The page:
The departure of Lackey combines with the loss of Lance Lynn to Tommy John surgery for 2016 to knock two holes in the Cardinals’ rotation. The return of Adam Wainwright after Achilles surgery last year will fill one hole, though with risk that he won’t be what he was. St. Louis filled the second by signing Mike Leake for five years and $80 million (including the 2021 option buyout). This feels like an overpay for someone who produced 9 WAR his last five years.

The Cardinals’ rotation may have taken a step backward, though there’s an intriguing opportunity late in the season. Two pitching prospects, Marco Gonzales and Tim Cooney, are likely to be called up in the latter half. Both are southpaws, which only Jaime Garcia in the projected rotation is. St. Louis will have nine games in August and September against the Cubs, whose lineup is lefty-heavy. If manager Mike Matheny feels like playing the match-up game, he could send those young lefties out multiple times to try to baffle Chicago, and maybe give St. Louis an edge in a close-fought race.

What had been a team strength, Jhonny Peralta at shortstop, became a weakness when he tore a thumb ligament in spring training, taking him off the field for half the season. The Cardinals made no immediate moves, raising the threat that Gyorko might be slotted in at short, which would be adventurous enough for Indiana Jones. With their patience, though, the market came to them with the Mets’ waiving of Ruben Tejada. They scooped him up as a cheap $1.5 million stopgap. A good transaction, but still a step downward from Peralta for half a season.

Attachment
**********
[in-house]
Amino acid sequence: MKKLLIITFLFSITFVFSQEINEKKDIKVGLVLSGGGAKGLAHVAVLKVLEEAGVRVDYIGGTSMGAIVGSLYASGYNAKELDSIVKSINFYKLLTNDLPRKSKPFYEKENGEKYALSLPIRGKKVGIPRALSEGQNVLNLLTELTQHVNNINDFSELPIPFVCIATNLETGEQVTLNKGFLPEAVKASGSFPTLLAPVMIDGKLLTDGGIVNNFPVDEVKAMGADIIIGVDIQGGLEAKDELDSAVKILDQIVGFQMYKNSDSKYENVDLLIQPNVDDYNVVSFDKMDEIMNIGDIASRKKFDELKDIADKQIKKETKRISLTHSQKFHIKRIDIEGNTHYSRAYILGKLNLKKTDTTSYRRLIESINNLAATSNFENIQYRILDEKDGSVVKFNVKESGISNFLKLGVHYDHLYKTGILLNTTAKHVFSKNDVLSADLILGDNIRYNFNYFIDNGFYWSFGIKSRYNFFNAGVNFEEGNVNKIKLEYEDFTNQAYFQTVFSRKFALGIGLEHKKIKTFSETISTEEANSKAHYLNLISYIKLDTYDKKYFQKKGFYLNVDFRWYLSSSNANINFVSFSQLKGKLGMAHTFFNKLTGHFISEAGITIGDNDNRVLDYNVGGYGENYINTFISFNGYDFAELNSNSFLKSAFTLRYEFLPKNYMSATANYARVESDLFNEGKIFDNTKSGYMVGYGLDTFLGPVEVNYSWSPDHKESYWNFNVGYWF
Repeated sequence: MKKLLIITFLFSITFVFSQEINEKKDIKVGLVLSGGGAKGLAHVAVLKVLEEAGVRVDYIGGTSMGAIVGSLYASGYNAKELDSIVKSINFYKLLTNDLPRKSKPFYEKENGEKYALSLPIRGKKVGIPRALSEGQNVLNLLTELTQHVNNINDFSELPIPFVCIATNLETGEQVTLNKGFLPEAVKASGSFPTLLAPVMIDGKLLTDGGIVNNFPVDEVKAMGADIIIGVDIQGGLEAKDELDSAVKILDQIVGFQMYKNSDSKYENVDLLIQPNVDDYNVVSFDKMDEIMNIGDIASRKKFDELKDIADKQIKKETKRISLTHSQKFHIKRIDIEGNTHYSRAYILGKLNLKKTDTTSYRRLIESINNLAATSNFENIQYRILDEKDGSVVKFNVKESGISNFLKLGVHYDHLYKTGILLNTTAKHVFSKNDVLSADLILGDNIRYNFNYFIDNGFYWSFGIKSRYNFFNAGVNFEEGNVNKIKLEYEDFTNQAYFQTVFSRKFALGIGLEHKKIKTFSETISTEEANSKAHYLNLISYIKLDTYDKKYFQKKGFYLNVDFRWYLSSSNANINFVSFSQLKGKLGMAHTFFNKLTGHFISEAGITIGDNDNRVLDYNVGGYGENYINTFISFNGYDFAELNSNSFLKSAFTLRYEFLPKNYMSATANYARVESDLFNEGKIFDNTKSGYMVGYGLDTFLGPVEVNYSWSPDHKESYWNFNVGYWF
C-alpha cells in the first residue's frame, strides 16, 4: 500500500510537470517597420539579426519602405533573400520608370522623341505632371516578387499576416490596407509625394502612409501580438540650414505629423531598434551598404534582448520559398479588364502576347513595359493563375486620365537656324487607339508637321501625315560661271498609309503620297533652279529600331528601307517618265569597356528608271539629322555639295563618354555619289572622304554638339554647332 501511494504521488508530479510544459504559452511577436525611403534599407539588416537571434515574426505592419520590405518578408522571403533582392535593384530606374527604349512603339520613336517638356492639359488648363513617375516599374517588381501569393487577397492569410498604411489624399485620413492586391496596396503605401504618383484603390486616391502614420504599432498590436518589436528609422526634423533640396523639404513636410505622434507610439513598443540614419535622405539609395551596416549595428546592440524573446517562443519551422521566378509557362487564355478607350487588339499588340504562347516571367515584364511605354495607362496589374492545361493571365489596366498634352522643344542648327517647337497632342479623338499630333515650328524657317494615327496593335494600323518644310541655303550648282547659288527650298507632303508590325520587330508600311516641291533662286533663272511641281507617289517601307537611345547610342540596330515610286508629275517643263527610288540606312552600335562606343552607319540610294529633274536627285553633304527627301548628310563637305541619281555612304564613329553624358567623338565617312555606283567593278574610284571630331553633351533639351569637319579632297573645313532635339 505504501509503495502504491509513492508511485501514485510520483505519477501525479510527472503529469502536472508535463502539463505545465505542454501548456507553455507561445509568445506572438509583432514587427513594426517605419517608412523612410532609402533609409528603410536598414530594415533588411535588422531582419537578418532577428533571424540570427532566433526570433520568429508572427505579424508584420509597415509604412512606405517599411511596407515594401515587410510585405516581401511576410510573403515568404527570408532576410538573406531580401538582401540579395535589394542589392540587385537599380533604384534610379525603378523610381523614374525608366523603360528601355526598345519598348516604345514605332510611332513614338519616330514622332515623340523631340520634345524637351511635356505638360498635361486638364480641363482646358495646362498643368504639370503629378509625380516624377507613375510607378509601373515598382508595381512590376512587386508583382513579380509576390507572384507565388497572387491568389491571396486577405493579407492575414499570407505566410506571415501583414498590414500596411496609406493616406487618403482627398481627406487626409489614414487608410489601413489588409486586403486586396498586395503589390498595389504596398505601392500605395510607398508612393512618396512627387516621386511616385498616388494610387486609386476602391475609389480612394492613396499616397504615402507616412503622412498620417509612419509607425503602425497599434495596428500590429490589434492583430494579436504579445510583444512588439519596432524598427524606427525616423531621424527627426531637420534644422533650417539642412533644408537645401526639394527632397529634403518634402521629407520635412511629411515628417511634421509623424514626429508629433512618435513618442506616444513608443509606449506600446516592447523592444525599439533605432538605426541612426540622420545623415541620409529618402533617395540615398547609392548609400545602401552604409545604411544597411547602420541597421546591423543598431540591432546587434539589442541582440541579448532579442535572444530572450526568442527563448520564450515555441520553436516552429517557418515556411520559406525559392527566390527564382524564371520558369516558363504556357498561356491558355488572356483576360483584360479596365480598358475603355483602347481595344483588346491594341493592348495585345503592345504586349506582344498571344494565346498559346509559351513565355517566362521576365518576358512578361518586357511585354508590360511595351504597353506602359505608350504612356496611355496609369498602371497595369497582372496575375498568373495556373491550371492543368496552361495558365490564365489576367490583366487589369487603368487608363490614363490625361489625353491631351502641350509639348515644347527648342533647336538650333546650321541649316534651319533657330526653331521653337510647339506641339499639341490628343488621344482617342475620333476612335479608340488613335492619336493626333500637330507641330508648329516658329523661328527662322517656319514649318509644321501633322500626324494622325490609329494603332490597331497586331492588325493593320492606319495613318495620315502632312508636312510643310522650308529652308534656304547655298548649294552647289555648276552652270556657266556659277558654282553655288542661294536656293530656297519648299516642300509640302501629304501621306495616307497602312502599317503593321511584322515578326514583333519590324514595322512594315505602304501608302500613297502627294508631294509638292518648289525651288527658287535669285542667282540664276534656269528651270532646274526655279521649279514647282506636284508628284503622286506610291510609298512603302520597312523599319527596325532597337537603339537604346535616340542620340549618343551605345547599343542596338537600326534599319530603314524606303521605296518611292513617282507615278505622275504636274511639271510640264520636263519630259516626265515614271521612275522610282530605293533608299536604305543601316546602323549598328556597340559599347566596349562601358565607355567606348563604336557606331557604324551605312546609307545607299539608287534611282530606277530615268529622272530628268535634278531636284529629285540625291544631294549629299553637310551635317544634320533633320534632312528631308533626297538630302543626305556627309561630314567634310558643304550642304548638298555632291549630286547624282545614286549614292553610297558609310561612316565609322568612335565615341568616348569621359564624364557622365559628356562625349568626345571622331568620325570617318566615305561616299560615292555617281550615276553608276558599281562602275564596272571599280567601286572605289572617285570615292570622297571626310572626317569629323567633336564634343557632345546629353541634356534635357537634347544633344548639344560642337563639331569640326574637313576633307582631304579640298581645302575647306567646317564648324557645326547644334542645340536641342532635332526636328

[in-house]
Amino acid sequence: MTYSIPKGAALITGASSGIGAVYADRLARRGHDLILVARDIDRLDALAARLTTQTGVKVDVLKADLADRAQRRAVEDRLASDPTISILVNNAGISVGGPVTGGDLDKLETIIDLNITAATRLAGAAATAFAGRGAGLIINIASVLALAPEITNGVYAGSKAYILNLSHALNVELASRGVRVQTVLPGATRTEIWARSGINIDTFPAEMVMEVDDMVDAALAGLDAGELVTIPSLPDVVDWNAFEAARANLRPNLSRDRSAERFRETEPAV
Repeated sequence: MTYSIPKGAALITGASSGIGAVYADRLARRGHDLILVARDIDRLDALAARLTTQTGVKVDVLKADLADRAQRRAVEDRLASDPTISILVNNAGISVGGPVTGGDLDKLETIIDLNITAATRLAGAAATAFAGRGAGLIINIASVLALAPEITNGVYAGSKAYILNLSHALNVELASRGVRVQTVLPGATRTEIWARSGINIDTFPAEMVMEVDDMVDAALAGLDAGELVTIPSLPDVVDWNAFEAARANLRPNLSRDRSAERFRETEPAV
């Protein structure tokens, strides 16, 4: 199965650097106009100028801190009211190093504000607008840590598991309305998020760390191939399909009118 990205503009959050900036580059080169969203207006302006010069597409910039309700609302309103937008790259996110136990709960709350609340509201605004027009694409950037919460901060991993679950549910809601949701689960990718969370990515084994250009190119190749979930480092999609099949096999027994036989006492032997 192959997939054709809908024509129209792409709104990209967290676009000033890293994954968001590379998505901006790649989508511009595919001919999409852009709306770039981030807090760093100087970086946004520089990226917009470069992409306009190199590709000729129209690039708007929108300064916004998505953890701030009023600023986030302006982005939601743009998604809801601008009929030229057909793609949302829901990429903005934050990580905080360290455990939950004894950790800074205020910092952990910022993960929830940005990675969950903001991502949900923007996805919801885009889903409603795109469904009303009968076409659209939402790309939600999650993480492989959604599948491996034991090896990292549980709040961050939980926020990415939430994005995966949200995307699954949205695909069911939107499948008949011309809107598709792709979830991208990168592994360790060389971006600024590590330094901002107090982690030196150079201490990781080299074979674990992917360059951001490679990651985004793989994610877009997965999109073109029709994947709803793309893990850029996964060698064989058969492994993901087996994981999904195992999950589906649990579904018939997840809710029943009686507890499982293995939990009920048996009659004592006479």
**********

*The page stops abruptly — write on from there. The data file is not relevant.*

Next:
The Cardinals retain strengths, like Matt Carpenter at third and Peralta when he’s healthy. They’re also weakening in places. Yadier Molina sagged last year from thumb troubles that ended in surgery over the winter, and even if he’s ready for Opening Day his years as a first-rank catcher may be past.

It’s dangerous to discount an organization as capable as St. Louis, but this is a team that looks stronger nowhere (save maybe with the return of Wainwright) and weaker in several areas. I don’t expect the Cardinals to take a fourth straight division title, and claiming a wild card is likely to be a struggle.

The Pittsburgh Pirates have followed two decades of futility with three years of mixed joy and frustration. They have hosted three consecutive Wild Card games, but couldn’t advance past St. Louis the time they won and suffered shutout defeats in the last two. Much like the Washington Nationals, they have missed opportunities, and now arises the threat that their window may be closing.

The offseason cost Pittsburgh two starting pitchers: A.J. Burnett to retirement and trade-deadline acquisition J.A. Happ to free agency. The Pirates filled one slot by trading second baseman Neil Walker to the Mets for Jon Niese, who’ll slide in as a No. 3 starter. The other void got filled by the signing of Ryan Vogelsong from San Francisco.

This last move embodies Pirates’ fans disquiet about the offseason. Replacing a stalwart like Burnett or a breakout like Happ with an aging retread who ended last year in the bullpen is tough to sell as anything but a big downgrade. Hopes are pinned on the magic that could be woven by Ray Searage, a pitching coach regarded with Mazzone or Sain-like awe by many, especially on reclamation projects. Beware: When you believe your miracle worker can fix anything is when you’re liable to hand him a job too big.